Also called NSU or NGU

Urethritis is an inflammation of a man’s urethra (the tube you pee through).

Key points

  1. Urethritis is usually due to a sexually transmitted infection (STI) such as chlamydia or gonorrhoea although there are other causes as well.
  2. Urethritis usually occurs from having vaginal, anal or oral sex without a condom, or sex play.
  3. If you use a condom every time you have sex you are much less likely to get urethritis.
  4. Testing for the underlying cause involves a swab test from the urethra and a urine test.
  5. You need to tell anyone you have had sex with in the last 3 months that they should get a sexual health check and treatment.
  6. You should use condoms or avoid sex for 7 days after you have started your treatment and until 7 days after all current sexual partner(s) have been treated. This is so that you, and they, don't get re-infected.

What are the causes of urethritis?

Urethritis is usually due to sexually transmitted infections such as chlamydia or gonorrhoea. It can also be caused by injuring the urethra (the tube you pee through) through sex play. Other conditions can give the same symptoms, eg, prostatitis (inflammation of the prostate) or a urinary tract infection (UTI). Sometimes no cause can be found and then it is called non-specific urethritis (NSU) or non-gonococcal urethritis (NGU).

What are the symptoms of urethritis?

Common symptoms may include:

  • a white or cloudy discharge from your penis
  • pain or discomfort when urinating (peeing)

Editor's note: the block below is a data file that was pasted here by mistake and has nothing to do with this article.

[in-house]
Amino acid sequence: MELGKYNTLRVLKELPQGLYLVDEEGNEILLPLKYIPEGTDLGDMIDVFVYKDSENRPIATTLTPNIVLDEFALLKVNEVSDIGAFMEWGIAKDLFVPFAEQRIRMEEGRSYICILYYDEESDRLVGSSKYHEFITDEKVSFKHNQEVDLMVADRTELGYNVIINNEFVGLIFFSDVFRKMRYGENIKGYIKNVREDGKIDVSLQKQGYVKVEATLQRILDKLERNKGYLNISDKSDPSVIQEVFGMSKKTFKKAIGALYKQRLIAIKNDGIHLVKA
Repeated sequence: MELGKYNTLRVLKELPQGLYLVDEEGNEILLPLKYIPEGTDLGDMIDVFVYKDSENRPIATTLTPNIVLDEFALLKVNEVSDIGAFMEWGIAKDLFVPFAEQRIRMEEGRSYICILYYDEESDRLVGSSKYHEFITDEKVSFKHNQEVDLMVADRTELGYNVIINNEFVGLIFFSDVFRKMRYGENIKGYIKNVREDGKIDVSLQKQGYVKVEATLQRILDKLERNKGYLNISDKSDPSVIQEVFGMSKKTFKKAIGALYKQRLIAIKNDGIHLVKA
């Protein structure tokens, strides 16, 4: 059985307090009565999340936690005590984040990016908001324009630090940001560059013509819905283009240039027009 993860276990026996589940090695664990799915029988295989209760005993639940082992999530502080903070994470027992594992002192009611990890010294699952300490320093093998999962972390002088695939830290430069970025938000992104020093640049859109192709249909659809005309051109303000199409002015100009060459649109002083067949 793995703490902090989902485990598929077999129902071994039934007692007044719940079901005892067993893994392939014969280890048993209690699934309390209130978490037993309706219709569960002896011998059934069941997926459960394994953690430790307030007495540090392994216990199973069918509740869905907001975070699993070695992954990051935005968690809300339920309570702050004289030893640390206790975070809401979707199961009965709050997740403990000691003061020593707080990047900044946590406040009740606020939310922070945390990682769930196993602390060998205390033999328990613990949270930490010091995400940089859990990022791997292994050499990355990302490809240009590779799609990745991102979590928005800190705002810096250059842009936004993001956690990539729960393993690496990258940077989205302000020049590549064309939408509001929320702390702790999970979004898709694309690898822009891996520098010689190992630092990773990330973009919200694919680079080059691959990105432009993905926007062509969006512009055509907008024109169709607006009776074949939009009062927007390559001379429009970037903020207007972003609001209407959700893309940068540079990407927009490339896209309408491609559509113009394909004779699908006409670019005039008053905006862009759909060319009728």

• irritation or soreness of your penis tip.

How is urethritis diagnosed?

To test for gonorrhoea and chlamydia you will have a sample of fluid taken from the inside of your penis with a swab (like a cotton bud). You will also be asked to provide a urine sample. These samples will be sent to a lab for analysis.  

What is the treatment for urethritis?

If you have an infection, urethritis is usually treated with antibiotic tablets. Sometimes you may need an injection.

It's important that you tell anyone you have had sex with in the last 3 months. They will also need to get a sexual health check and be treated.

You should avoid having sex for a week after you start your treatment and until a week after all your sexual contacts have been treated. If this isn’t possible, use a condom for any sort of sex.

You will be followed up in a week or so to see how the treatment is going. A check-up in 3 months is recommended as it's possible to be re-infected. 


  1. Urethritis Auckland Sexual Health Service, Te Whatu Ora, NZ
  2. Urethritis patient information NZ Sexual Health Society
  3. Non-gonococcal urethritis NHS, UK

Information for healthcare providers

Urethritis – clinician guideline Sexual health society, NZ
Treatment of sexually transmitted and other genital infections BPAC, NZ

Credits: Health Navigator Editorial Team. Reviewed By: Associate Professor Sue Wells, Public Health Physician, University of Auckland Last reviewed: 07 Feb 2023